FOWA: How One Person Talked His Way into a Job at Digg

Would you like a job at Digg? Matt Van Horn wanted to, but he wasn’t a developer or designer, but he did get hired. How?

He began by pursuing then Digg CEO Jay Adelson. At first Van Horn was blown off, but he wasn’t deterred. He kept pursuing, sending newspaper clippings and interesting e-mails. “I’m going to be the most passionate employee you’ll ever have, you need to hire me,” Van Horn told Adelson.

Eventually co-founder Kevin Rose and Adelson replied, “OK, make a proposal for yourself and we’ll think about it.”

So he did and they hired him.

What did Van Horn do that came off as being a hustler instead of a stalker? Van Horn says the biggest factor was he added value when he communicated. Don’t be fake, he says. Be authentic. Always be thinking “What value can I add?”

At the Future of Web Apps conference, Van Horn and I talked about some other networking tips. Here’s a quick summary:

  • Take advantage of friending people on Facebook. It’s a more personal version of LinkedIn.
  • Always follow up within 48 hours. Write three-line e-mails, not essays. Put a lot of information in the subject line.
  • If you want to reach someone at a company, simply try to guess their e-mail address as a means to get through to them.
  • Most importantly, try. It’s the most important thing you can do. You have to show that you’re willing to make the effort.

Comments

No Responses to “FOWA: How One Person Talked His Way into a Job at Digg”

July 18, 2011 at 12:39 pm, Mike said:

What was his proposal?

Reply

July 24, 2011 at 7:39 pm, David Spark said:

Never heard the specifics of his proposal, but Kevin Rose appreciated his dogmatic and useful approach.

Reply

July 22, 2011 at 2:55 pm, James said:

Meh, nice anecdotal story and good on Matt for getting his job with Digg, but most firms (large & small) are not receptive to job seekers who stalk in this matter. I speak from experience by doing the same thing (finding Director, CEO, VP email & phone #s) and was summarily warned by all of them that they didn’t appreciate this method and referred me to their HR department (of course).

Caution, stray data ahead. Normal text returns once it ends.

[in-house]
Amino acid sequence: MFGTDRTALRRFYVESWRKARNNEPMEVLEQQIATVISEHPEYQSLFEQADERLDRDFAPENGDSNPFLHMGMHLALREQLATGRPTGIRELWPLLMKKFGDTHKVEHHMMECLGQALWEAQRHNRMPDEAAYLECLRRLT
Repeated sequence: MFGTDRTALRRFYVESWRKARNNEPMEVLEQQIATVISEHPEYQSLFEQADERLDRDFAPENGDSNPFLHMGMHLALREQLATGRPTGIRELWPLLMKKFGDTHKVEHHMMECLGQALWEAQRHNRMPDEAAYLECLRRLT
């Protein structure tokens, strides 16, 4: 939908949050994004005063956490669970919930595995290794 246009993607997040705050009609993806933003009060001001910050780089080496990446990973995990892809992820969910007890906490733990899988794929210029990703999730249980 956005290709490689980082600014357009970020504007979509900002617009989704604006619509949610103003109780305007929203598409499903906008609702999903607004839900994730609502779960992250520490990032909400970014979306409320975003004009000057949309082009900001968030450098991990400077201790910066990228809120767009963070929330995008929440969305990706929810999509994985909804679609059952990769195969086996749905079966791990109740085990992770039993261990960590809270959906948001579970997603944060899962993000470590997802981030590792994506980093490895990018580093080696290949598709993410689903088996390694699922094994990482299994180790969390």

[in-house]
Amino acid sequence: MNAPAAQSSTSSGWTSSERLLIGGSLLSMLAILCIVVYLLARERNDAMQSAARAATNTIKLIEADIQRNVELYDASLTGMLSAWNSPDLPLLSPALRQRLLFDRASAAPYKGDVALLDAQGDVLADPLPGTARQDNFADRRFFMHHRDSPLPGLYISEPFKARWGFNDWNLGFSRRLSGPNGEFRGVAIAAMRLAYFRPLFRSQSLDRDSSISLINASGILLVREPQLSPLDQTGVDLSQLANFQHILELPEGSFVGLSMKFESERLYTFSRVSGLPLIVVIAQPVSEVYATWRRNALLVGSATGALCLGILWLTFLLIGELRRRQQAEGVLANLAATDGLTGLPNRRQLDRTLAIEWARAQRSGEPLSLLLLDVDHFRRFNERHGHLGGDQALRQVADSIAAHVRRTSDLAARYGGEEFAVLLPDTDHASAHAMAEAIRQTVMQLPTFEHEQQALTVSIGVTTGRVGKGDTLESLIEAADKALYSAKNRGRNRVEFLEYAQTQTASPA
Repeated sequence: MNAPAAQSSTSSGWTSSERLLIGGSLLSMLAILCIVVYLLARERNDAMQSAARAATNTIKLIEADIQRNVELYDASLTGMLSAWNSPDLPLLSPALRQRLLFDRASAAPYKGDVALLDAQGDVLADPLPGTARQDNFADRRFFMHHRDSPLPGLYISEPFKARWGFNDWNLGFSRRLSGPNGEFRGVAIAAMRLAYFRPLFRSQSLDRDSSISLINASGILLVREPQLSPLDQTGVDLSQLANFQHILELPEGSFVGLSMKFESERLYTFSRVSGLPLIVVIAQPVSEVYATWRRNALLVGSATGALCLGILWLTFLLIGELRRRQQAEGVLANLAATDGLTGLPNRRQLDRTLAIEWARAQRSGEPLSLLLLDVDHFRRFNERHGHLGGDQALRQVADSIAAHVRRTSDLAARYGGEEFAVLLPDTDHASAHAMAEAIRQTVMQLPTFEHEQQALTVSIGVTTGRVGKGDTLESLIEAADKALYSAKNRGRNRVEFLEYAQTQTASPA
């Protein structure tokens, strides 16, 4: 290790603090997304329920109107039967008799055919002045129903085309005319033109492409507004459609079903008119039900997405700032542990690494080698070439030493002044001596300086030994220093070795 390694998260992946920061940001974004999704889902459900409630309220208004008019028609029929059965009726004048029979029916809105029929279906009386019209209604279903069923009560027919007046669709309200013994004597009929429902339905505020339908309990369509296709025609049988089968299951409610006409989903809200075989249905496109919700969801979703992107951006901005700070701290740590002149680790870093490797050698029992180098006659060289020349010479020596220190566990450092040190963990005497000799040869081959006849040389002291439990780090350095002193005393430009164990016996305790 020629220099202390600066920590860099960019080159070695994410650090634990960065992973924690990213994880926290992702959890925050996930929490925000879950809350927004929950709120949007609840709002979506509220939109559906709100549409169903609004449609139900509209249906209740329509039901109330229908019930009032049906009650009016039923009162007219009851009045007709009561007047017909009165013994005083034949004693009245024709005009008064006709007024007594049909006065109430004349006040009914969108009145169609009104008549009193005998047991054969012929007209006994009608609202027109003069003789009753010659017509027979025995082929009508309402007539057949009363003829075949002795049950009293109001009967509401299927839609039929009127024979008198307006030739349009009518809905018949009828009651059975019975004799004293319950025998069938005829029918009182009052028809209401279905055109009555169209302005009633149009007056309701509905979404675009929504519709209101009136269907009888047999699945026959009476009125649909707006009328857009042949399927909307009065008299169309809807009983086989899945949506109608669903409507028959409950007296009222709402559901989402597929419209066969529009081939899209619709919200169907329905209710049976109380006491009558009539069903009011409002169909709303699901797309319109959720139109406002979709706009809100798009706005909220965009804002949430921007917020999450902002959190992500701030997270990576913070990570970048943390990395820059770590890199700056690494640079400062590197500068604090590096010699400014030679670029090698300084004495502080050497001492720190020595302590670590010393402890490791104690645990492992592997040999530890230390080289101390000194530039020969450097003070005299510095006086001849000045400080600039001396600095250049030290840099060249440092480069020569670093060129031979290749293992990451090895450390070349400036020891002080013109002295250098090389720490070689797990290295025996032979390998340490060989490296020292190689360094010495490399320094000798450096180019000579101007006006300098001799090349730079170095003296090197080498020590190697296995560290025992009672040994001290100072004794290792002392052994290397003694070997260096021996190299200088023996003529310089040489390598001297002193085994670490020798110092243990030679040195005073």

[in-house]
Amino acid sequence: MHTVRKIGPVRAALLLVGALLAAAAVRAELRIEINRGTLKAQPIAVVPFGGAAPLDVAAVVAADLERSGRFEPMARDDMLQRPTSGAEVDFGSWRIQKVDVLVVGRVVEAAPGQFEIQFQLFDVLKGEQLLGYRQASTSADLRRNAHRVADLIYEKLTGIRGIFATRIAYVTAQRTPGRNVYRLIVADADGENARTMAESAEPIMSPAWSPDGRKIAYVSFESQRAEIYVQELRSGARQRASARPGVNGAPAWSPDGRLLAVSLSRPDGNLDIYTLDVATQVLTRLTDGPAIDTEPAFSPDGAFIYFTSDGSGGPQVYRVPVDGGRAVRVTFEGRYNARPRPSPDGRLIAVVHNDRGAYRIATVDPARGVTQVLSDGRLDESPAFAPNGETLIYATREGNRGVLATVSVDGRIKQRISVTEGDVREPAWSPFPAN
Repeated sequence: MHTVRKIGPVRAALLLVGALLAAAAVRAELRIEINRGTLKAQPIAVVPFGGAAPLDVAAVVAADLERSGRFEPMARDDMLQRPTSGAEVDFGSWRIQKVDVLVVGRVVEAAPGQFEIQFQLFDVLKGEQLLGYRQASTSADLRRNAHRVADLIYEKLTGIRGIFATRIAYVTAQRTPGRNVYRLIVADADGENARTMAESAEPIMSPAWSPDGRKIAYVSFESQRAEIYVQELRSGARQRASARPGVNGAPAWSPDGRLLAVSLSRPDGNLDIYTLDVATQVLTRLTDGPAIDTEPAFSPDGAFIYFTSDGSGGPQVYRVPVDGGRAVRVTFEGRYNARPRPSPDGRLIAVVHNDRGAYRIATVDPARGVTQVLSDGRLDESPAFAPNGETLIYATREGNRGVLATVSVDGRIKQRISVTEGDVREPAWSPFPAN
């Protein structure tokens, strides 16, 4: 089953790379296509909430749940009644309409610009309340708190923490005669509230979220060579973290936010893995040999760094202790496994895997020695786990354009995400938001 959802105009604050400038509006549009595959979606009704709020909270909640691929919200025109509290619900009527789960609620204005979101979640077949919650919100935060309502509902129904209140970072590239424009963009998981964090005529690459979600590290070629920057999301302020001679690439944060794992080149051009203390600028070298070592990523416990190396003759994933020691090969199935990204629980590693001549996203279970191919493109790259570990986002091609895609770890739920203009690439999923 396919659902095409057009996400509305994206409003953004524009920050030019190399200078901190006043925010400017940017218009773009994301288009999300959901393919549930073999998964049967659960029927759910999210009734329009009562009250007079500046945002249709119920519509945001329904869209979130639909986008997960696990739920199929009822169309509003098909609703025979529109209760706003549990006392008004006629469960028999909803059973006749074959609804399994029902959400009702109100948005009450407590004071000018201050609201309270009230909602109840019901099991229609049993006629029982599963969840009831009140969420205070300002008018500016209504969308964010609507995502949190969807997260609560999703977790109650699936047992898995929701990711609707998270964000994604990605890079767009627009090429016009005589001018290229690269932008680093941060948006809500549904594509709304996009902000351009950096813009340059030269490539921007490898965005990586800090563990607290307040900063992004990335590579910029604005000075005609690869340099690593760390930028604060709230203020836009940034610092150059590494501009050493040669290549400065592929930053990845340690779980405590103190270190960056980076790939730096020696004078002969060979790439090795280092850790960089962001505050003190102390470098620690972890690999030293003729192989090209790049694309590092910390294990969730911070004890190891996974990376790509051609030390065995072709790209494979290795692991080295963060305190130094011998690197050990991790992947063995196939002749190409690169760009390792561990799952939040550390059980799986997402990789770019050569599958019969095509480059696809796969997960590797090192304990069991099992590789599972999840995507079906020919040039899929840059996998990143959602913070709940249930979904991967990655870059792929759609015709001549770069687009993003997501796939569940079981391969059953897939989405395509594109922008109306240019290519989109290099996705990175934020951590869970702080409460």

Reply

July 24, 2011 at 7:42 pm, David Spark said:

James:

There is definitely a fine line between being dogmatic and stalking, and in the interview I asked that question of Matt. He said the difference is you’re providing value, and not pestering.

The difference is this:
Constantly sending messages saying, “Just checking in.” – Stalking
Saw this, and thought it would be useful for you – Providing value (only if it truly is).

But it’s really easy to cross the line and some people are more sensitive than others. And some actually appreciate the dogmatic approach. In your situation, I don’t know what you did, but you definitely rubbed someone the wrong way. Also, sometimes there’s no way to win even when you do everything right. You just need to move on or think of another entry point.

Reply

Post a Comment

Your email address will not be published.